Yeah. And then with Halcyon Digest there was this sense that it was more of my show. Then it became more of me and Ben Allen’s show, a competition between me and him over the sound of the record. I would do things like… I insisted we record “Basement Scene” in an actual basement, and I insisted that a 14-year-old boy—one of the engineer’s sons—engineer it entirely. The thing that I should say, though, is that when there were collaborations, they were the highest of our career. My favorite Deerhunter song of all time is on that record, “Desire Lines.”
That’s one of my favorites too.
Would it surprise you to know I have nothing to do with it? I play the lead guitar on the first verse, but Lockett redid it on the second verse because I didn’t do it as well. We were just going to quit and record the album somewhere else. So we were like, “OK, we’ll try one more song.” And Ben said, “Can I just do this my way? Since you’re obviously not happy with what I’m doing, let me just do one thing without you stepping on my toes and breathing down my neck and micromanaging me. Let me do my job without interference.”
Ben had input and he said, “Get out.” I was removed from the studio. Of course I agreed to it. I took a drive around and came back to my favorite Deerhunter song ever. I was not in the room.
A lot of people seem to gravitate toward Lockett’s songs.
Lockett is an amazing songwriter. If he wrote the way I wrote, our albums would be mainly Lockett’s songs. I’ve never rejected a song of Lockett’s. People wonder why I write the majority of everything and why it’s the Bradford show. It’s not because I want to be.
Has your relationship as collaborators changed over the years?
Yeah, it’s weakened. All bands must weaken. The best you can do is try to preserve the basic union. Lockett has a wife and children. I have a dog and a home. I’m not going anywhere. Moses lives here in New York and the other two members of the group live in Athens. There’s no time. There’s no way to collaborate. It’ll never be like the times when Josh Fauver would say, “This song sucks, but I do like that bridge, so what if I play this?” That is collaboration. Nobody criticizes me now because I bring the majority of the possible songs to the table. Everybody acts like my work is untouchable, but I don’t particularly care for that. I want people to have strong opinions because [if they don’t], when I have strong opinions it makes me feel that I’m being unfair and that I have to have kid gloves. Josh Fauver never had kid gloves with me. I miss him very much.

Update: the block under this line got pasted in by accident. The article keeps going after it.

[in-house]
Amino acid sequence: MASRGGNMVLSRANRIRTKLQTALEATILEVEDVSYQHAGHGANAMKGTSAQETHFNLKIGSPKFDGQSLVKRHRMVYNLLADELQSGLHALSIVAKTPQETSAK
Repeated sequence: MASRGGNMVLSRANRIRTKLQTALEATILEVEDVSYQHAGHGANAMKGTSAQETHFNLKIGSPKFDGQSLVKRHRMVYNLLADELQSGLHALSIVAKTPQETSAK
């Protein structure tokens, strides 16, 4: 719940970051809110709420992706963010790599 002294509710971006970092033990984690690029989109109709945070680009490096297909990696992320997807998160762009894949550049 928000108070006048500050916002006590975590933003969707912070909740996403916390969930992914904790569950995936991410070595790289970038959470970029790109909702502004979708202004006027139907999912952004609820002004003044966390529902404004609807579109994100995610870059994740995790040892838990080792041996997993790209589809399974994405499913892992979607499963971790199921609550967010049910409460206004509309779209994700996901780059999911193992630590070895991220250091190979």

I thought about making this record number one. It’s our least appreciated album. People need to get the fuck over it. People who call themselves our fans and hate this album… I can name all the weaknesses of all of our albums, but there is no weakness in Fading Frontier. There’s not a single vocal I’d retrack, there’s not a single effect I’d do differently. There’s not a single editing point that’s a bit off. Anybody who doesn’t like this album, I don’t think that they have the capacity to move beyond their fucking childhood and their little closed-in concept of what I’m supposed to be making.
It’s a perfect record. It should have been widely accepted. It should have won us new fans. I find it so odd how much Kings of Leon liked it versus how much art school kids [disliked it]. I think that it’s just a matter of: I have to make everything binary for people. Experimental. Pop. Experimental. Pop. This record was the most successful merger of those two things. There’s not a bad moment on that record. Not one bad song.
And “Snakeskin” is an undefinable weird moment in our career. I have no idea what I was on about when I made it. It’s sinister. When we made it I thought it was frightening. And now people think it sounds like “indie rock”—fun, upbeat. I just don’t know what people… That’s what every artist struggles with. What they think is their best work, their audience dismisses, and something they made when they were 21, everyone constantly holds up as a gold standard.
Is it the peril of longevity?
Yeah, somewhat. I think the underappreciation of Fading Frontier is directly related to the decline in attention spans, even though it’s a short record—it’s 30 minutes long. People never listen to it like a film.
I’m not nostalgic, I say this all the time. But I just buried a friend. That was the closest collaboration we had. It has “Nothing Ever Happened.”
There’s some incredible bass-playing on that record.
There is no replacement. He was a one-of-a-kind person. He wasn’t just a bass player. He was a wonderful person in general. And he reached the most people with that album. I’m not nostalgic for it, but there was a certain feeling of “we can do anything now.” We were on top. I mean, I’m happier now than I ever was then.
For a lot of people, this was “the big one.”
Yeah, I don’t know why anybody would think that, it just blows my mind. Personally, I get it. I have my favorite albums by a certain band. Then when I think of their albums after it, I’m like, “Ugh, that album fucking sucks.” It’s just like, they didn’t think it sucked or they wouldn’t put it out.